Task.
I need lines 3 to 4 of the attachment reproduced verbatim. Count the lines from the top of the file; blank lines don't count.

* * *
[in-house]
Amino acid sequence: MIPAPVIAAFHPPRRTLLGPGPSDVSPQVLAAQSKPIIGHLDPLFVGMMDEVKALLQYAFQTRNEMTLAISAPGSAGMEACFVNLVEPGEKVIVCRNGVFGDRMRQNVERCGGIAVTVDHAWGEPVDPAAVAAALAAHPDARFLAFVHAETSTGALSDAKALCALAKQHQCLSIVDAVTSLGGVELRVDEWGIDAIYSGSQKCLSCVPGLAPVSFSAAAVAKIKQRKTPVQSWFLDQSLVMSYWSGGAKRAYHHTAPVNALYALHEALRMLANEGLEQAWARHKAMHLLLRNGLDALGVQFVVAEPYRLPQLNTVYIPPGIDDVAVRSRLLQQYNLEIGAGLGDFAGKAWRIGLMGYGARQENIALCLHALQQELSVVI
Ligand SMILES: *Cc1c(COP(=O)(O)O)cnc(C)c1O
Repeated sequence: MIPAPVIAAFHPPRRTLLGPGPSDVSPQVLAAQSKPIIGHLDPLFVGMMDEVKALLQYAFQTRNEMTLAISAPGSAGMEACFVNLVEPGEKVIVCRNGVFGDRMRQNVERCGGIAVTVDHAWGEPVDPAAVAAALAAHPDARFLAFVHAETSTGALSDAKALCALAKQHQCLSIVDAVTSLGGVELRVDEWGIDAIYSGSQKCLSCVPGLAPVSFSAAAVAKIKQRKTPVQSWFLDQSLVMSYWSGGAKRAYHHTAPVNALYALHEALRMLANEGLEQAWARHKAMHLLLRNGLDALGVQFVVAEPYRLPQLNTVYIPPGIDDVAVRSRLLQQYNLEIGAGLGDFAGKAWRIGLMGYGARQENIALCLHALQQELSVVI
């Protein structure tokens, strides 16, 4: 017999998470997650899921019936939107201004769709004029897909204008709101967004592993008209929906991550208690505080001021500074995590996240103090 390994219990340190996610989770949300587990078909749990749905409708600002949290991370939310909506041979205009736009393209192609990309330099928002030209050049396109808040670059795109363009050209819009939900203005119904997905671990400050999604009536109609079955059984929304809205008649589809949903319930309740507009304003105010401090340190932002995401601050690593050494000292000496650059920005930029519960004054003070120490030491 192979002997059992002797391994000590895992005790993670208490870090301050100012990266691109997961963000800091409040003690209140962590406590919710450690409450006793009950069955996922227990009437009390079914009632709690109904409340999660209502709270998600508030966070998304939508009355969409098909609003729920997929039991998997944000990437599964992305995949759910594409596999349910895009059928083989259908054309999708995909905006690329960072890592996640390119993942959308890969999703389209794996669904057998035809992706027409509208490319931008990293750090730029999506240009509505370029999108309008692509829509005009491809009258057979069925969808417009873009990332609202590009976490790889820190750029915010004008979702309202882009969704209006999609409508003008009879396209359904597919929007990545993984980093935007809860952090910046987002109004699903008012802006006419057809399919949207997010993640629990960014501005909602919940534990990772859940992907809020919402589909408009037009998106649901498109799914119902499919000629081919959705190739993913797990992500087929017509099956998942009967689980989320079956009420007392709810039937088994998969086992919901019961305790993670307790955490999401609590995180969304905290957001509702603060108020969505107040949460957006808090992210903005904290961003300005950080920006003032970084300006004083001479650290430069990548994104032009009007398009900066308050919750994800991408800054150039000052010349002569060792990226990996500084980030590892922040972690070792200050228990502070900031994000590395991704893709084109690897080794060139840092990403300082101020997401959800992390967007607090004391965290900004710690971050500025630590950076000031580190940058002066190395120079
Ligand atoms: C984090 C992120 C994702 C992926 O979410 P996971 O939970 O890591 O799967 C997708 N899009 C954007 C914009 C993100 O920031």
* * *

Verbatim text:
Ligand SMILES: *Cc1c(COP(=O)(O)O)cnc(C)c1O
Repeated sequence: MIPAPVIAAFHPPRRTLLGPGPSDVSPQVLAAQSKPIIGHLDPLFVGMMDEVKALLQYAFQTRNEMTLAISAPGSAGMEACFVNLVEPGEKVIVCRNGVFGDRMRQNVERCGGIAVTVDHAWGEPVDPAAVAAALAAHPDARFLAFVHAETSTGALSDAKALCALAKQHQCLSIVDAVTSLGGVELRVDEWGIDAIYSGSQKCLSCVPGLAPVSFSAAAVAKIKQRKTPVQSWFLDQSLVMSYWSGGAKRAYHHTAPVNALYALHEALRMLANEGLEQAWARHKAMHLLLRNGLDALGVQFVVAEPYRLPQLNTVYIPPGIDDVAVRSRLLQQYNLEIGAGLGDFAGKAWRIGLMGYGARQENIALCLHALQQELSVVI